/ Travel & Leisure

I’ve missed my flight, why’s it so hard to get my tax back?

Man running for plane

Most of us have sailed too close to the wind with flight times, but if we miss our flight can we get reimbursed? We’re entitled to reclaim APD taxes, but the airlines will make us jump through some hoops first…

A few years ago, I was happily at home packing my bags for a flight to the US, singing away to songs on the radio, when I made one final look at my ticket.

My heart stopped, I broke out in a deep sweat and I shouted at my husband, in the shower. The flight was in two, not twelve hours’ time.

I was lucky. Somehow, we survived the fastest taxi journey ever to the airport, breaking every speed limit on the way, were allowed to check in, escorted through security and ran down the aircraft aisle to our seats met by the glares of our fellow passengers, who were clearly nonplussed.

Don’t lose all your money

We were among the fortunate who managed to make the plane. Those who don’t – after over-sleeping, being caught in traffic or passenger transport chaos on the way (or for myriad other reasons) – will find themselves heavily out of pocket.

If it’s not the airlines’ fault that you’re not on the plane, then chances are, you won’t get the ticket price refunded. Your only bet would be a rather good travel insurance policy.

There is hope, however. It’s not all your money that should be lost. We pay taxes and Air Passenger Duty (APD) when we pay for our flight ticket. As the airlines only pay this tax to the government once the flight has taken off, if you’re not on the flight, then you are entitled to claim it back.

APD increases with distance flown, so you’d be able to claim an APD refund of £12 for a short haul economy flight to Europe, but £60 for a US flight and £85 if your final destination had been as far as Australia or New Zealand.

Too expensive to claim APD

Now, the cheeky airlines clearly don’t want to advertise this, because it is a nice little earner for them. Passengers who cancel their flights will not automatically have their money reimbursed – but they must apply to the airline for a refund. Many of the airlines in turn will charge hefty administration fees to deter you.

When Which? Travel looked into this a few years ago, the amount charged was up to twice the value of the tax, making it completely pointless. Seven of the eight major airlines we contacted charged an administration fee which was more than the total APD originally paid. (Credit where it is due, easyJet didn’t, and still doesn’t charge to reclaim APD).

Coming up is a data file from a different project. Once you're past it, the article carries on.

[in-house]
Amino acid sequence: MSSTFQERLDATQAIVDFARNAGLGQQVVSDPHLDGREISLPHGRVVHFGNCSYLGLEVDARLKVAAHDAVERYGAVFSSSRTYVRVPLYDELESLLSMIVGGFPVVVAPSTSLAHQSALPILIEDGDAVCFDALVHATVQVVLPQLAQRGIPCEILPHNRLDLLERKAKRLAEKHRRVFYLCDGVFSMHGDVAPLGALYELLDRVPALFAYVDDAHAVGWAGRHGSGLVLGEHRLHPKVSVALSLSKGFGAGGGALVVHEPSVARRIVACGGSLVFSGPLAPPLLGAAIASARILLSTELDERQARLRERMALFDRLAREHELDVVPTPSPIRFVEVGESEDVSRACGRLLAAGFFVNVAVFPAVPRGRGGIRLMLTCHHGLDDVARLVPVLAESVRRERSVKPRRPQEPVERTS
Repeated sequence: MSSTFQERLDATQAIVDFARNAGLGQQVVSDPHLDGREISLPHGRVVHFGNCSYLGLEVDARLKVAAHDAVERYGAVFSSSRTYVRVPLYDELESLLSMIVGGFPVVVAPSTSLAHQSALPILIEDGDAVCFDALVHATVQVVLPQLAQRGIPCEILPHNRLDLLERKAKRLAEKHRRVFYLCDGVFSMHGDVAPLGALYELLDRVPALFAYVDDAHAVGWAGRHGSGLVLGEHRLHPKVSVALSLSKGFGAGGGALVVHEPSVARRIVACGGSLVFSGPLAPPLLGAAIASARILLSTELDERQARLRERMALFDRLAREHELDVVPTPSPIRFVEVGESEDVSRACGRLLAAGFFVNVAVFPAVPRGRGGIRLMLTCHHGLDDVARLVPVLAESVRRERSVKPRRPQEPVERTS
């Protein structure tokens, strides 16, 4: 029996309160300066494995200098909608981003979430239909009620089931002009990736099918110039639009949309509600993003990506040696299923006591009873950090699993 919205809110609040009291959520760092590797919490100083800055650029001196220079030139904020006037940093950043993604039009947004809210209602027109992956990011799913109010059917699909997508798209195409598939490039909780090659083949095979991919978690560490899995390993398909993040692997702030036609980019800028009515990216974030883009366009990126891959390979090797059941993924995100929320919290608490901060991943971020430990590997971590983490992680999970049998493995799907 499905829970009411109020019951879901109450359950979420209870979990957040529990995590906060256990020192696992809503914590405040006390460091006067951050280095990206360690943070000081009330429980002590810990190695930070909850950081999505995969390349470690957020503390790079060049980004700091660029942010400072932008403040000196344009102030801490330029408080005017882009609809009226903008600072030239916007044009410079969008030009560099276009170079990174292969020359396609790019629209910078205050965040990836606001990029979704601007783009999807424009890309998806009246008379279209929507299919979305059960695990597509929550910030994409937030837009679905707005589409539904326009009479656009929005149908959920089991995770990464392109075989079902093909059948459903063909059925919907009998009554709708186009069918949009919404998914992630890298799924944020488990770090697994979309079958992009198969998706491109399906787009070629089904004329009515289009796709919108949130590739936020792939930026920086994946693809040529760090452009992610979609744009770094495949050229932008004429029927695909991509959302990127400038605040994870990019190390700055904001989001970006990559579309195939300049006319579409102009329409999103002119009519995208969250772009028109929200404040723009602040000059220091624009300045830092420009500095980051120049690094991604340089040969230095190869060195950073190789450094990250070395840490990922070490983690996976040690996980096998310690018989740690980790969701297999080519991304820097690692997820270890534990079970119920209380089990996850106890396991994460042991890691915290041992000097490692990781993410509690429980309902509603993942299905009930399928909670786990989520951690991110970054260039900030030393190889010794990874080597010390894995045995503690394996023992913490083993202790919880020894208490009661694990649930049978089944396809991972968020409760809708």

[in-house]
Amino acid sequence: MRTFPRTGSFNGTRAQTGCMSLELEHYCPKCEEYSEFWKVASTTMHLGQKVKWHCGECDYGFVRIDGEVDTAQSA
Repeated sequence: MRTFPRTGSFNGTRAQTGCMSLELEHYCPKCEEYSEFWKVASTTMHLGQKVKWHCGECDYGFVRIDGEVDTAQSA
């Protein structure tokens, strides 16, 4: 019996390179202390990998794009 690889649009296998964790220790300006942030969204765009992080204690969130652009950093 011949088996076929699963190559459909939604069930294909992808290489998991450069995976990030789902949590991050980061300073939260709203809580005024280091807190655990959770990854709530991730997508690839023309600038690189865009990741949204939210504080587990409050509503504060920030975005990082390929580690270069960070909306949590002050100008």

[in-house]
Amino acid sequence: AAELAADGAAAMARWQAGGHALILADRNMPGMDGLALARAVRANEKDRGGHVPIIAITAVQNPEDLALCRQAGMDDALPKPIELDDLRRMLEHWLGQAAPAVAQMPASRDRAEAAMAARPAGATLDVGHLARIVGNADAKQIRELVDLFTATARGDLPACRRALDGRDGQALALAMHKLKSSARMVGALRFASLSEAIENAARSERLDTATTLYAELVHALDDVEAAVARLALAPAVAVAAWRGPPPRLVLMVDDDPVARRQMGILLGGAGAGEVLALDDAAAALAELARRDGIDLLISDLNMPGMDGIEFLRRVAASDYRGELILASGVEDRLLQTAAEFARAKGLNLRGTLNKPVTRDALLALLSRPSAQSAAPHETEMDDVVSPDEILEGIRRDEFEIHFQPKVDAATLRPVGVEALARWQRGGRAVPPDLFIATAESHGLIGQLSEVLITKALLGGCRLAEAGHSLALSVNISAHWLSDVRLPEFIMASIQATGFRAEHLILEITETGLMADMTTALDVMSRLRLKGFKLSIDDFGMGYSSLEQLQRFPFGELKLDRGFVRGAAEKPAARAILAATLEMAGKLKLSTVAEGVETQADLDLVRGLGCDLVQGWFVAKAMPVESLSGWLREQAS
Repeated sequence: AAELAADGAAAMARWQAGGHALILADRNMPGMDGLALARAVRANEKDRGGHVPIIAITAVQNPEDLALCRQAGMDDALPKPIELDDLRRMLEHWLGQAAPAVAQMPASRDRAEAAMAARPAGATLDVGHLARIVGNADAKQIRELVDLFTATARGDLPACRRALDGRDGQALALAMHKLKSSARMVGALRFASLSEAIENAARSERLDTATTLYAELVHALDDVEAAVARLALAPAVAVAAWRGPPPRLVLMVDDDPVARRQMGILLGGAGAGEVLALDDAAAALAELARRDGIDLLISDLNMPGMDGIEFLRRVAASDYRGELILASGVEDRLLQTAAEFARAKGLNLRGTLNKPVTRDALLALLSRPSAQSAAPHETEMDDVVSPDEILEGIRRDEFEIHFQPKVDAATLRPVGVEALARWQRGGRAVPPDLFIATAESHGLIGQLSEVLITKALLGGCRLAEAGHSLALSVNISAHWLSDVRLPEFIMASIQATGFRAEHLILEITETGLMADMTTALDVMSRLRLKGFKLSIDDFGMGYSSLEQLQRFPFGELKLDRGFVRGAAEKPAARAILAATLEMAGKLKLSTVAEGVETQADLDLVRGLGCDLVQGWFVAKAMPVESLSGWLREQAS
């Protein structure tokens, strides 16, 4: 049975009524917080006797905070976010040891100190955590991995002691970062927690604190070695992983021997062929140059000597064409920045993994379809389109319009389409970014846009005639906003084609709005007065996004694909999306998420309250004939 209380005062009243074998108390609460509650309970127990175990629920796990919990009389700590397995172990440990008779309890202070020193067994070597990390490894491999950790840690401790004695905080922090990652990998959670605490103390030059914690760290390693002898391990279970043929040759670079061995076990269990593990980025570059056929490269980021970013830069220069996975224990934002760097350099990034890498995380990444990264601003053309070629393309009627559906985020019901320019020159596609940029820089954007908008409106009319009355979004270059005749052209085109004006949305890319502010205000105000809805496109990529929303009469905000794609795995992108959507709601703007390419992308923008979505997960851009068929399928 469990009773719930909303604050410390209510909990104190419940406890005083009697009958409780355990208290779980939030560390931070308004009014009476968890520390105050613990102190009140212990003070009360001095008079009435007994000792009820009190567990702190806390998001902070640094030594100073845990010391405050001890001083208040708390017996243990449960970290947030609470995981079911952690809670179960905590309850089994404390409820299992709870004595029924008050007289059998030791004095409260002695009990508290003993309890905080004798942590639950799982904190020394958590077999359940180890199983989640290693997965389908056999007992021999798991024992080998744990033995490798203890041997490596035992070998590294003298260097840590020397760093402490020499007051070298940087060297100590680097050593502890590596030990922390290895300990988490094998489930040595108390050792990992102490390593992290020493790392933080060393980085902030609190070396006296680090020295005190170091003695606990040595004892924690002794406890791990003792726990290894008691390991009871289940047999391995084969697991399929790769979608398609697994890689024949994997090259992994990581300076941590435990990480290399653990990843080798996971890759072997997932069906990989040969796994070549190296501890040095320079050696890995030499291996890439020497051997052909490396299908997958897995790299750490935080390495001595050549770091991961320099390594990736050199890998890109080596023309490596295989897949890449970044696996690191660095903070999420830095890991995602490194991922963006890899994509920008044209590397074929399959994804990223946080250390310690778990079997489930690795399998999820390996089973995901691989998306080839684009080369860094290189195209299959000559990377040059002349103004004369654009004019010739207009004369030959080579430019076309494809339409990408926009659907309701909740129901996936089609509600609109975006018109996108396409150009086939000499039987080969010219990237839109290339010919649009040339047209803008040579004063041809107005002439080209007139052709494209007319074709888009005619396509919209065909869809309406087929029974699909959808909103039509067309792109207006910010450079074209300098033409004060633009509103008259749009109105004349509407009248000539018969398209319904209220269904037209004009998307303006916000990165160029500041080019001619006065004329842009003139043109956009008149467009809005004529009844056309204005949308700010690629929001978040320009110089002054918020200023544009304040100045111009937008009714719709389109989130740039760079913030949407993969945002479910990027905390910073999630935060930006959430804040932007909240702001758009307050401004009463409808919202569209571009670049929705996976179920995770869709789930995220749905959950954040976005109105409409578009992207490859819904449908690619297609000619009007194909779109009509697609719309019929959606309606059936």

The Air Travel Advisory Bureau has launched a petition to try and get the law changed so the money must be returned by the airlines when flights go unused. We’d like to see the same. In the meantime, we want the airlines to either charge an appropriate fee for reclaiming the APD on unused flights, or even better, charge nothing at all – what do you think?


I can’t see what the costs to the airline are – there can’t be many APD reclaims, so I think it should be an automatic refund, with no admin costs.

Sandra Buck says:
26 September 2011

I had to cancel a flight to Japan in June 2011 when my brother died unexpectedly.

My travel insurance company refunded my ticket costs in reasonable time, considering there was a substantial quantity of information for them to check.

15 weeks later, I have finally received my taxes and fees refund. I was refunding £139 and the full cost of taxes and fees was £367. I requested an explanation about how his figure had been worked out.

The travel agent reported:
“Please be informed that only a part of taxes can be refunded as some of the taxes are non refundable. Once we apply for the tax refund the amount and the decision taken is by the airline. Hence you cannot get complete amount back which was paid as tax.”

I was shocked at the level of refund, and the time taken to do the refund. Holding back £228 is excessive. I was more shocked that I couldn’t get a breakdown of how this was calculated. The Airline was KLM.

So I support any petition to clean this up!

Barbara says:
11 May 2012

I’ve experienced the same problem with KLM.

I booked a flight which cost £460 and £14 as a Credit card fee.
Now I missed the fight and whilst at the airport I contacted the travel agent straight away. I was told my ticket was non-refundable, but I may be able to claim back the taxes as I was not on the flight. I was asked to wait for 8 week, after which they offered my £75.

Am so incensed that it took them this long to offer me so little. Why can’t I get the full tax refund as that money was supposed to go to HR revenue when I take the flight, but rather they are trying to make profit from this.